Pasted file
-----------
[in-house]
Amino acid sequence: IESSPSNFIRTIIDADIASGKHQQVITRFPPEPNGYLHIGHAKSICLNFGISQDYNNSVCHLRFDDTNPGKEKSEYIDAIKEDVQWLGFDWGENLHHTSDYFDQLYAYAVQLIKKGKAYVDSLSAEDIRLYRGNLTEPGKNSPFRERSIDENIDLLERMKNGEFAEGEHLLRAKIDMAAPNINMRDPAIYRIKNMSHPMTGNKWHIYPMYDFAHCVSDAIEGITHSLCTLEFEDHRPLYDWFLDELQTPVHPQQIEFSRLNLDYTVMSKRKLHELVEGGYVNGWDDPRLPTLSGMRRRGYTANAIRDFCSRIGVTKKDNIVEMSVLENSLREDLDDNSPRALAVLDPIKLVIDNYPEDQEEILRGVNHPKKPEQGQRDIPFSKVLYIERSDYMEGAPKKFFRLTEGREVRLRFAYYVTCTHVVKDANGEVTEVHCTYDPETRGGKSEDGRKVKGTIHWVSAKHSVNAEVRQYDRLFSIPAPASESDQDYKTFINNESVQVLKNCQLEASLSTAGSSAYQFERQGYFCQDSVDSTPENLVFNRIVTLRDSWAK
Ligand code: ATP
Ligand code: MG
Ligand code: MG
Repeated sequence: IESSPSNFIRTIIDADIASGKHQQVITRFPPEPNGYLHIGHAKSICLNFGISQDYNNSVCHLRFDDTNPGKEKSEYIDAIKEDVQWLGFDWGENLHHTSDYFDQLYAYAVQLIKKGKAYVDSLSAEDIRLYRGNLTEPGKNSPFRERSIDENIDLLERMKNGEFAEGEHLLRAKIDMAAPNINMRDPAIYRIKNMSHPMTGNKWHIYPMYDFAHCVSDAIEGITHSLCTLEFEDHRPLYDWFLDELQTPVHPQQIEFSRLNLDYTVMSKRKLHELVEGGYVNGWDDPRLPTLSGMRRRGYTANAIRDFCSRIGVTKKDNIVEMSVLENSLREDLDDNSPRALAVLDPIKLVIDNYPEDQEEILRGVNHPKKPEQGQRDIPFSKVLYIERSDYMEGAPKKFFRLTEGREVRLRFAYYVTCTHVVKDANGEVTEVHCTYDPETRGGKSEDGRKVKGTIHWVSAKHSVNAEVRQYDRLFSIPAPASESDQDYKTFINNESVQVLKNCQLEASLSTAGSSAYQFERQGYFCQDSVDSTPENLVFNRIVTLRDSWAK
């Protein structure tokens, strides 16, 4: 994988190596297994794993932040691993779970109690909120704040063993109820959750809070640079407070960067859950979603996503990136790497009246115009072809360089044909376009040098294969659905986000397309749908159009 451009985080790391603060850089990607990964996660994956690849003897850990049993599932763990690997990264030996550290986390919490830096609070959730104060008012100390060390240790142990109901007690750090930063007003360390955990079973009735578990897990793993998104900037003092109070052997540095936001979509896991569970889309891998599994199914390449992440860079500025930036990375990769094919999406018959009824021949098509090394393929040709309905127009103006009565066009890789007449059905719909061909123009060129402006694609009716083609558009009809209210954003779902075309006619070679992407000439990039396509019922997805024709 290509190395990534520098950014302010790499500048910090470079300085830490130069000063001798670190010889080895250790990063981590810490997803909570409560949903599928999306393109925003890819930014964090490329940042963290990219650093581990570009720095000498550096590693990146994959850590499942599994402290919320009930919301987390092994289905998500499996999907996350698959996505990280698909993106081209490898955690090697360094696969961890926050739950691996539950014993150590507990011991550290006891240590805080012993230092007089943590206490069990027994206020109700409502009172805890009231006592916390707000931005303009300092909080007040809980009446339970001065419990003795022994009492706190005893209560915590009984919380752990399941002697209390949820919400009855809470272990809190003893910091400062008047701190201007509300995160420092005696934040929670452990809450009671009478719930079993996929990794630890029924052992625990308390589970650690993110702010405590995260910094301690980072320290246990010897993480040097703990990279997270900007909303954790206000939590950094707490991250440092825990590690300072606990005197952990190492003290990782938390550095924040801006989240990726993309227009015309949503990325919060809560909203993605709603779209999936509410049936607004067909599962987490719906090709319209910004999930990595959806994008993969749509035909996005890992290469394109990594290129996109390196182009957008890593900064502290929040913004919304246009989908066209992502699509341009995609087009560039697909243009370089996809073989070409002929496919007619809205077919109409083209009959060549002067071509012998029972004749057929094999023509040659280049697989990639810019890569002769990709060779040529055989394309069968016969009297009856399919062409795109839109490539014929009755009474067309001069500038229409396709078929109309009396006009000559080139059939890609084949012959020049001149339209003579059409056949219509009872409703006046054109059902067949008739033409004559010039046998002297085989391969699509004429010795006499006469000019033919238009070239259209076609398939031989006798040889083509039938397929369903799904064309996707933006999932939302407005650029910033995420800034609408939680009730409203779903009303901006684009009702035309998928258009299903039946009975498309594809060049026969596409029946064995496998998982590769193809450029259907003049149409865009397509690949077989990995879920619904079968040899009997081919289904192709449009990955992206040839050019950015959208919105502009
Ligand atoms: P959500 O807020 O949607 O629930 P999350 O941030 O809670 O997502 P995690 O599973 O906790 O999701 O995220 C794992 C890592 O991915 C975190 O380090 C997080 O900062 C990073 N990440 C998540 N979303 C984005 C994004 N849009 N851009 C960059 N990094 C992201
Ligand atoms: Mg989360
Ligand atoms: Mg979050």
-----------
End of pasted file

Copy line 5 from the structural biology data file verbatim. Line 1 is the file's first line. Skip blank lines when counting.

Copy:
Ligand code: MG